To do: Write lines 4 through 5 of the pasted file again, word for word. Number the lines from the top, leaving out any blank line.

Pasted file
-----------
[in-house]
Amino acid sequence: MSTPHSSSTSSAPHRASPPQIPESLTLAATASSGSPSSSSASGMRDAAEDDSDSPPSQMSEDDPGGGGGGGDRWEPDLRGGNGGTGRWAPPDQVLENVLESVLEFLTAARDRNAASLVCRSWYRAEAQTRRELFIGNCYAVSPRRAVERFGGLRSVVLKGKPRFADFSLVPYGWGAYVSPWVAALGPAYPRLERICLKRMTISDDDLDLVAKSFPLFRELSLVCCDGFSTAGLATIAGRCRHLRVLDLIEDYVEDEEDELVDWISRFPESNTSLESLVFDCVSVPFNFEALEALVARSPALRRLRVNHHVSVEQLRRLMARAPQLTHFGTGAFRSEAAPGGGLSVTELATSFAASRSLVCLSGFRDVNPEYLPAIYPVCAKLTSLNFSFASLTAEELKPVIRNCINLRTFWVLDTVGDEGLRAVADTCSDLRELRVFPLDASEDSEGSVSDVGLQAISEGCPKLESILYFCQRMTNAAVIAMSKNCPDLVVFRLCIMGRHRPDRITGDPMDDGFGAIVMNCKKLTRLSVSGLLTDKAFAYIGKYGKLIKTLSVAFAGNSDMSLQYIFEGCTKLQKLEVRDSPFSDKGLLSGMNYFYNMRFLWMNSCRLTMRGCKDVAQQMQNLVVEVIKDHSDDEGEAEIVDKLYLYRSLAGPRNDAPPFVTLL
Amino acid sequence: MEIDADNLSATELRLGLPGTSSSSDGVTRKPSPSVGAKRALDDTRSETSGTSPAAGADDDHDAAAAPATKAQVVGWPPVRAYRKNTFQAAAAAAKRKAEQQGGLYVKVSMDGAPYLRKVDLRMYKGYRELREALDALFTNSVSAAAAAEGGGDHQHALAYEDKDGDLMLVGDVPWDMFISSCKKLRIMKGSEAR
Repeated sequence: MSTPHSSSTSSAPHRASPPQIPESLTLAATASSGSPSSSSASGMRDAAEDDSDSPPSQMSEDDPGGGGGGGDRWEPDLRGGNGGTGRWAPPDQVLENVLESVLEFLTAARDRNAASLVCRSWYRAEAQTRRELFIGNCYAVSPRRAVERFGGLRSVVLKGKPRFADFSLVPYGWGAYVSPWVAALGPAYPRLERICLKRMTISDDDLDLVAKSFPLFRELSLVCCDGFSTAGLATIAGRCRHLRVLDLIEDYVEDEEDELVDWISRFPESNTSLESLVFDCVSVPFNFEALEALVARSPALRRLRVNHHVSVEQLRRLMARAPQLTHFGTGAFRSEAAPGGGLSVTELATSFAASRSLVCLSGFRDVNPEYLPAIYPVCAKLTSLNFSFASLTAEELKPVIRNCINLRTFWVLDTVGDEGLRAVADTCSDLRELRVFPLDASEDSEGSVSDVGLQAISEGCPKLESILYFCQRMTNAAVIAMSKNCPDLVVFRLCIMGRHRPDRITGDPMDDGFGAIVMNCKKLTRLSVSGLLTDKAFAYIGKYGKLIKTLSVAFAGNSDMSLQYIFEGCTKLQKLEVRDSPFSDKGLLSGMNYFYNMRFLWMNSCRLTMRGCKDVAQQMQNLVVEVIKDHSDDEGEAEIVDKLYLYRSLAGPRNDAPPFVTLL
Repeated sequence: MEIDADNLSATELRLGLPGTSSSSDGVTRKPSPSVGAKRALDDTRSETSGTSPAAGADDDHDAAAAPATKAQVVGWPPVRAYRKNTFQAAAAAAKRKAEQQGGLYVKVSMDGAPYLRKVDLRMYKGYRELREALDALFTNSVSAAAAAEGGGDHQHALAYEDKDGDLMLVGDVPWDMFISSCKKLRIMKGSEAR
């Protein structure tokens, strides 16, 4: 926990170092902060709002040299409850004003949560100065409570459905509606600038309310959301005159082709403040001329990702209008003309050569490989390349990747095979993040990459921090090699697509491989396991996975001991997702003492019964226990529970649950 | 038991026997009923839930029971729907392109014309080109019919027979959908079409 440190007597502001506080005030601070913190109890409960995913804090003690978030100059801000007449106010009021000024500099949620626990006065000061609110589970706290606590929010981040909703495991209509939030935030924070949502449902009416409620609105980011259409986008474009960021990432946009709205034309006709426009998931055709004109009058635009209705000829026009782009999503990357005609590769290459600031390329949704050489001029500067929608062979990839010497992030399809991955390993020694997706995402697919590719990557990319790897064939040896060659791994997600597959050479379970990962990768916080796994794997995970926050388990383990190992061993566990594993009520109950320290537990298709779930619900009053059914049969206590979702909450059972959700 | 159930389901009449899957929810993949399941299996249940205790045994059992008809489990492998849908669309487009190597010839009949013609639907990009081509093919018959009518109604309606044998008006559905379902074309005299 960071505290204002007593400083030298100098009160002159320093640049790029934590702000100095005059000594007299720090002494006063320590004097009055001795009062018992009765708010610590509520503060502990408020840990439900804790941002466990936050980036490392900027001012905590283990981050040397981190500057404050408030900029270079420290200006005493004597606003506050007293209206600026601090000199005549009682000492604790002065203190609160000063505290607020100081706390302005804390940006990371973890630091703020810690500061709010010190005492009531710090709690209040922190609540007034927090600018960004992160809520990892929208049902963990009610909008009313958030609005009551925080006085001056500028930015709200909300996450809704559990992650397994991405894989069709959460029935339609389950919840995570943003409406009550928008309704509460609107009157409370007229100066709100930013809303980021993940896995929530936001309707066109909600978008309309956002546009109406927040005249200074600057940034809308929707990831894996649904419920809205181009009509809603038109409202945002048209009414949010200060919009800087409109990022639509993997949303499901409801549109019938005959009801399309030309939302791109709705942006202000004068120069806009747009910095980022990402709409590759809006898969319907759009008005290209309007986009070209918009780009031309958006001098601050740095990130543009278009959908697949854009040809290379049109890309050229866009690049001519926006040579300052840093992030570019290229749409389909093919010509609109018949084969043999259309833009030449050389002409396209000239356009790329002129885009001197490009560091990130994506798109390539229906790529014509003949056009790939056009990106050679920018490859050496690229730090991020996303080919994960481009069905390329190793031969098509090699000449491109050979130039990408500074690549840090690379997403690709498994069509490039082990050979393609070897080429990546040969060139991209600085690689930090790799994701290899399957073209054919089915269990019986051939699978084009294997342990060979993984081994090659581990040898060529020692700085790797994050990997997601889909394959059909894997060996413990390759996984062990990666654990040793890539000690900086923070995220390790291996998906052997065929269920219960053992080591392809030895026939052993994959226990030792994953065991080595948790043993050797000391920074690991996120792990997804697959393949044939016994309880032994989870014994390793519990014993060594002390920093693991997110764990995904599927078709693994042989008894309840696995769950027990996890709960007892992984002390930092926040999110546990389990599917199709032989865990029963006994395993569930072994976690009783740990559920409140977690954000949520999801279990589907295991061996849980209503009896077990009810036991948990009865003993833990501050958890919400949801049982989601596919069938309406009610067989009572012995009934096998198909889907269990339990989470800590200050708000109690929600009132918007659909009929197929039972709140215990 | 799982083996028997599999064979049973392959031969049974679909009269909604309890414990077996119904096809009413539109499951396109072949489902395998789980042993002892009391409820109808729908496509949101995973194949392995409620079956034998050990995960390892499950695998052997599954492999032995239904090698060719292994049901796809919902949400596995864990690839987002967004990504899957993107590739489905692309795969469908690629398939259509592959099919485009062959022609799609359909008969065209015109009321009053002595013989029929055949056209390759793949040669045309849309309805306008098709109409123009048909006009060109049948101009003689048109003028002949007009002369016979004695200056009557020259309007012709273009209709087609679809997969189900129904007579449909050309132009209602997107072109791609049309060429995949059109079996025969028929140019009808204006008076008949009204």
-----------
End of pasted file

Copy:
Repeated sequence: MSTPHSSSTSSAPHRASPPQIPESLTLAATASSGSPSSSSASGMRDAAEDDSDSPPSQMSEDDPGGGGGGGDRWEPDLRGGNGGTGRWAPPDQVLENVLESVLEFLTAARDRNAASLVCRSWYRAEAQTRRELFIGNCYAVSPRRAVERFGGLRSVVLKGKPRFADFSLVPYGWGAYVSPWVAALGPAYPRLERICLKRMTISDDDLDLVAKSFPLFRELSLVCCDGFSTAGLATIAGRCRHLRVLDLIEDYVEDEEDELVDWISRFPESNTSLESLVFDCVSVPFNFEALEALVARSPALRRLRVNHHVSVEQLRRLMARAPQLTHFGTGAFRSEAAPGGGLSVTELATSFAASRSLVCLSGFRDVNPEYLPAIYPVCAKLTSLNFSFASLTAEELKPVIRNCINLRTFWVLDTVGDEGLRAVADTCSDLRELRVFPLDASEDSEGSVSDVGLQAISEGCPKLESILYFCQRMTNAAVIAMSKNCPDLVVFRLCIMGRHRPDRITGDPMDDGFGAIVMNCKKLTRLSVSGLLTDKAFAYIGKYGKLIKTLSVAFAGNSDMSLQYIFEGCTKLQKLEVRDSPFSDKGLLSGMNYFYNMRFLWMNSCRLTMRGCKDVAQQMQNLVVEVIKDHSDDEGEAEIVDKLYLYRSLAGPRNDAPPFVTLL
Repeated sequence: MEIDADNLSATELRLGLPGTSSSSDGVTRKPSPSVGAKRALDDTRSETSGTSPAAGADDDHDAAAAPATKAQVVGWPPVRAYRKNTFQAAAAAAKRKAEQQGGLYVKVSMDGAPYLRKVDLRMYKGYRELREALDALFTNSVSAAAAAEGGGDHQHALAYEDKDGDLMLVGDVPWDMFISSCKKLRIMKGSEAR